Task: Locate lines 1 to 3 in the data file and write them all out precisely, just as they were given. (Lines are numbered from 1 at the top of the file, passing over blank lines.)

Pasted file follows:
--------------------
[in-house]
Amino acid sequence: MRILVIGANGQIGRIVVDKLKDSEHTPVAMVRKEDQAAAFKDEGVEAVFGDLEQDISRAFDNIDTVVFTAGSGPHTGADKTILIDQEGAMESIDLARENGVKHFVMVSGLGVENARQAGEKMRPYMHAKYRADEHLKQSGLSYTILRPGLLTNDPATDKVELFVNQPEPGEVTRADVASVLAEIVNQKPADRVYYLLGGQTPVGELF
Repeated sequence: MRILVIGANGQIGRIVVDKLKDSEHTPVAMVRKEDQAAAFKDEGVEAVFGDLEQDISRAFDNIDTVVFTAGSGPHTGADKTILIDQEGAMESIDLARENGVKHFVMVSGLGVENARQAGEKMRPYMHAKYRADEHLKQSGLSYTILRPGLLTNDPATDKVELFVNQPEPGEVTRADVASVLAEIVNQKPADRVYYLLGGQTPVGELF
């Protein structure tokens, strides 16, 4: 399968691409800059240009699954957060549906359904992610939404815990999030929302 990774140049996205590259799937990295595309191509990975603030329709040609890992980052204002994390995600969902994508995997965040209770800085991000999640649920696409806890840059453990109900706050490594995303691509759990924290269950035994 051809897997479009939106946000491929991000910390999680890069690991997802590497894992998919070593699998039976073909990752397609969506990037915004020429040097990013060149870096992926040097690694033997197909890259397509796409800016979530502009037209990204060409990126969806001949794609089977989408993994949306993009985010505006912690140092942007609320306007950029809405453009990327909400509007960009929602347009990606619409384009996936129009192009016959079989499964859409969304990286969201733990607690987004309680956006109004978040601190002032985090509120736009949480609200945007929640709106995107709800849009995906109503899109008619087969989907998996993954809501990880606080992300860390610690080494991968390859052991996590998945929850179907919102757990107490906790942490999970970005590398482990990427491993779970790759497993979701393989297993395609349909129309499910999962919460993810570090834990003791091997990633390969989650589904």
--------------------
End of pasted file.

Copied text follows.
[in-house]
Amino acid sequence: MRILVIGANGQIGRIVVDKLKDSEHTPVAMVRKEDQAAAFKDEGVEAVFGDLEQDISRAFDNIDTVVFTAGSGPHTGADKTILIDQEGAMESIDLARENGVKHFVMVSGLGVENARQAGEKMRPYMHAKYRADEHLKQSGLSYTILRPGLLTNDPATDKVELFVNQPEPGEVTRADVASVLAEIVNQKPADRVYYLLGGQTPVGELF
Repeated sequence: MRILVIGANGQIGRIVVDKLKDSEHTPVAMVRKEDQAAAFKDEGVEAVFGDLEQDISRAFDNIDTVVFTAGSGPHTGADKTILIDQEGAMESIDLARENGVKHFVMVSGLGVENARQAGEKMRPYMHAKYRADEHLKQSGLSYTILRPGLLTNDPATDKVELFVNQPEPGEVTRADVASVLAEIVNQKPADRVYYLLGGQTPVGELF